The concept of the digital pet is not a new one and they were all the rage in the mid to late 90s. Now Sony have brought the digital pet back for the modern audience but is it really that different? We purchased the EyePet to have a go with interesting findings including how a 2.5yr old child deals with it.
Early Digital Pets
The Tamagotchi was launched in 1996 by Bandai and took the world by a storm. This keychain sized pet needed regular care and attention and eventually got sick and died if the attention was not forthcoming. Many Tamagotchi are now dearly departed but the virtual pet was a massive success as Bandai have released 44 versions and had sold 70 million units as of 2008.
Around the same time Ubisoft launched Dogz and Catz, which eventually became part of the Petz franchise of games.
Fast forward ten years and Nintendo capitalised on the success of the DS console and launched Nintendogs. The user trained and cared for their dog using a combination of the touch screen and the microphone (to give voice commands).
This was a successful move for Nintendo and helped push the DS to a wide audience with the bundled Nintendogs application.
Almost five years later and SCEE and London Studios have released the EyePet for the PS3. The EyePet uses a combination of augmented reality, audio input and motion detection to create an engaging and rich experience of having a pet in your living room without having to clean up the poop.
The EyePet is a fictional oviparous species (it hatches from an egg) but looks like a cross between a monkey and a mogwai (search for Gremlins released in1984 kids!) So immediately the temptation is to name him/her Gizmo but we called ours Herbie. So what do you go through to get your own happy little Herbie running round your living room floor.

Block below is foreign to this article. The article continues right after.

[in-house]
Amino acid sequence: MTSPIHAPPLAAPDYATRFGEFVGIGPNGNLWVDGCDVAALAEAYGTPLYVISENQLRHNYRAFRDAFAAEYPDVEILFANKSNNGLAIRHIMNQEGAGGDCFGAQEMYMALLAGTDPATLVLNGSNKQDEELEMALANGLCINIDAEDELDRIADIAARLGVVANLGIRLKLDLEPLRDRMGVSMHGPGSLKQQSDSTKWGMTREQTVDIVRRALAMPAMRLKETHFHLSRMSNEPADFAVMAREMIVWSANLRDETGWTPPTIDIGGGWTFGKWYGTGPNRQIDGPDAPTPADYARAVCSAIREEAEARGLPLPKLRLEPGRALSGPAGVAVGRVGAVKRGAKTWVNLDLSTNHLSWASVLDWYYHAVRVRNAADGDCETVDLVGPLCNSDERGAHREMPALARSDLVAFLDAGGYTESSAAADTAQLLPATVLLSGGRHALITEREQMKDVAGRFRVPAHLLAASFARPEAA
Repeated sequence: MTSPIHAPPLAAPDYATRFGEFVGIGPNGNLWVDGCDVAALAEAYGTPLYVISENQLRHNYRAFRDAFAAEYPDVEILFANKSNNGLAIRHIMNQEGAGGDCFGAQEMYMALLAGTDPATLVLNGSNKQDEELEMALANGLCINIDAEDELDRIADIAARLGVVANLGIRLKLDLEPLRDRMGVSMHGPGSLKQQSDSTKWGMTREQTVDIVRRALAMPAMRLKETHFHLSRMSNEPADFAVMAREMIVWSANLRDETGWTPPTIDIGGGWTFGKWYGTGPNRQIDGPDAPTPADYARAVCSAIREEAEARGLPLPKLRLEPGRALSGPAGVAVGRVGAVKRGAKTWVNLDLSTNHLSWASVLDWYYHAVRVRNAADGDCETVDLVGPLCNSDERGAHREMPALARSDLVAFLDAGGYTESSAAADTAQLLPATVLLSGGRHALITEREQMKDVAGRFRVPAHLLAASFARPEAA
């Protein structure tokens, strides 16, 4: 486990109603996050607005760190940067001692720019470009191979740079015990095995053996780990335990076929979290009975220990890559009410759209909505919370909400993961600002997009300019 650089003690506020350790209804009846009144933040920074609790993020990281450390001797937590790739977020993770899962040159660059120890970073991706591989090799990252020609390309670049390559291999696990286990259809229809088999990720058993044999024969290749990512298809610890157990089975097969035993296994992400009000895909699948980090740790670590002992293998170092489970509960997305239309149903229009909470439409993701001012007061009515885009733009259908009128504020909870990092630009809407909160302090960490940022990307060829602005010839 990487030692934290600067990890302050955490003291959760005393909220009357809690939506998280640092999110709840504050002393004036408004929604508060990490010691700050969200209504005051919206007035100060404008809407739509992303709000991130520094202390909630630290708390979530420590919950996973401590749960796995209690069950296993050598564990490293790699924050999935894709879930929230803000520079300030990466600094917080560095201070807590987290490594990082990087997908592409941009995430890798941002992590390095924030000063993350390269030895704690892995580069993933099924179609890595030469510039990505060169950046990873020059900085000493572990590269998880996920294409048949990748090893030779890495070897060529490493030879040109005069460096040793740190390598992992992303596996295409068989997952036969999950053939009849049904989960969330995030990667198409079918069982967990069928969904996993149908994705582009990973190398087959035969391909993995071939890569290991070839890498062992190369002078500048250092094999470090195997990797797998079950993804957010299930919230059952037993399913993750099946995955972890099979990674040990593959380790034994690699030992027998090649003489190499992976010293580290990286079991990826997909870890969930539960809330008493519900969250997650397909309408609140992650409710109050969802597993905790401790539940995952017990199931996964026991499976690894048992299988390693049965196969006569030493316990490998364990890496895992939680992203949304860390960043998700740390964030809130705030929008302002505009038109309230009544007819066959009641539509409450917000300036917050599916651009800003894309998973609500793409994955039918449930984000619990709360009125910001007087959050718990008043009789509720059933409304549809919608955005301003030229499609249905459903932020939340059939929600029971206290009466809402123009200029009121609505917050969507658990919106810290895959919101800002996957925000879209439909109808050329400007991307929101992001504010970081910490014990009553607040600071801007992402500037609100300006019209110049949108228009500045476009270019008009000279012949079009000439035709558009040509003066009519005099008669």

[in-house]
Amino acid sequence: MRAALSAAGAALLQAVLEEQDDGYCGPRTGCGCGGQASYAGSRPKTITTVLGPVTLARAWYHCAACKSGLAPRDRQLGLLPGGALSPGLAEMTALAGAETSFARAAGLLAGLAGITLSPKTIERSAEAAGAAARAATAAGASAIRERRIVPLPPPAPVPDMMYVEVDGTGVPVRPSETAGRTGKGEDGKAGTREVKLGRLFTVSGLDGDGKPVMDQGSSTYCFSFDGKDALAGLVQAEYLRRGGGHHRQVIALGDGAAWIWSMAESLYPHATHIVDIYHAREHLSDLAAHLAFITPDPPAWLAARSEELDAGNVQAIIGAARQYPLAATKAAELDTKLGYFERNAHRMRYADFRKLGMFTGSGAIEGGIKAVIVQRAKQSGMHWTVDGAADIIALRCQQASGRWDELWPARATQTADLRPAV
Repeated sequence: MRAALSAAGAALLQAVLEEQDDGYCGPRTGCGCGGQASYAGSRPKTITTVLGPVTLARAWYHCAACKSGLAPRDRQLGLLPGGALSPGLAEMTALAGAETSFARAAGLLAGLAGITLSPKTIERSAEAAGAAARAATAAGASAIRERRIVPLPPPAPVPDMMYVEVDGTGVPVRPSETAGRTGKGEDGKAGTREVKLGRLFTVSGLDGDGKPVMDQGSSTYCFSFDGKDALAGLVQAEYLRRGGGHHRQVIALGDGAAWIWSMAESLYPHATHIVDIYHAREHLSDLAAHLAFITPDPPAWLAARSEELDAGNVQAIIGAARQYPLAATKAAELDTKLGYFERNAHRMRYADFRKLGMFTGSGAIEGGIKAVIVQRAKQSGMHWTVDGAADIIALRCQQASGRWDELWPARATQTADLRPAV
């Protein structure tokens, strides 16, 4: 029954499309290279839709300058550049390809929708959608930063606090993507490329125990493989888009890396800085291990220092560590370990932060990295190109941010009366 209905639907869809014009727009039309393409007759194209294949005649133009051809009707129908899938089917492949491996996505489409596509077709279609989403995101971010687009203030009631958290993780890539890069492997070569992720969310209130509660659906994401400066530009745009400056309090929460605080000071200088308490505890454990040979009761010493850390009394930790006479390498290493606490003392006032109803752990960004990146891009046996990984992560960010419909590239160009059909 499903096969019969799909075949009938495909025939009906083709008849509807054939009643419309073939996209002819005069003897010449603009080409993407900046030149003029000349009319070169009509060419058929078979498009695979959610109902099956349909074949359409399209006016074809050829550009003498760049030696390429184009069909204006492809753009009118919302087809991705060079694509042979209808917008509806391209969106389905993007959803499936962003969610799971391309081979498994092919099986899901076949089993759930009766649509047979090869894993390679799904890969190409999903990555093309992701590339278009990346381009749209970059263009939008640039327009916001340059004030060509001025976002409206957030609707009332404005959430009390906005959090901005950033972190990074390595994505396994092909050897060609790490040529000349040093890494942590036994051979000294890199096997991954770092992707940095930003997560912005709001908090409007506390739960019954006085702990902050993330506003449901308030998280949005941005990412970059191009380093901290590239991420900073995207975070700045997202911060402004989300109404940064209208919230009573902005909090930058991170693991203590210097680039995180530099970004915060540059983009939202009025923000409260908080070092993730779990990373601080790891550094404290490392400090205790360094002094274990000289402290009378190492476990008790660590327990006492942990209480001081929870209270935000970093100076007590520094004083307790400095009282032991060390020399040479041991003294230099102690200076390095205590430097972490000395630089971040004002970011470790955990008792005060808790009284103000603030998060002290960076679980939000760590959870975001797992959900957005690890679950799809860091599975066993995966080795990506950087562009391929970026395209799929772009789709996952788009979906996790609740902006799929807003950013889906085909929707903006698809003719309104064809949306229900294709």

You need the Sony PlayStation Eye which you set up according to instructions from the helpful scientist who talks you through the process of setting up your room, lighting and camera to create the optimum conditions. You end up with an egg which you have to hatch by rocking it back and forth. Eventually your EyePet will hatch and the fun starts.
I won’t ruin it by giving too much away but you have daily challenges and training exercises to get you used to caring for your pet. When you complete these you earn gifts, toys and styling options to customise your EyePet and keep him/her happy!
By launching the game you are entering into a commitment to look after the little fellow; you have to play with him, feed him, wash him and scan him to ensure he is medically fit and mentally stable.
The level of user interaction is very good and there are a number of activities that are very clever including teaching your EyePet to draw by drawing a picture and showing it to the PlayStation Eye, singing into the microphone so he can learn to sing and using the “magic card” (augmented reality bit) that allows you to play games. There are also some nice little touches like his memories and dreams that show actual footage of you playing with him.
Who’s it for?
I considered the uses of the EyePet and think there is potential for use in the classroom as part of a scheme of work as there are valid learning points with respect to caring for an animal, responsibility, commitment and health/wellbeing of an animal.
I wondered what age groups would be able to deal with the concept of a virtual pet scampering around their carpet and how they would react with something that wasn’t really there but I was surprised to find that a 2.5 year old child was able to deal with this conceptually.
Here are a small sample of activities with the EyePet.
Stroking the EyePet
Teaching the EyePet to draw
Taking a shower
Scanning the EyePet to check health
Using the Magic Pen
Styling the EyePet
Bowling with the EyePet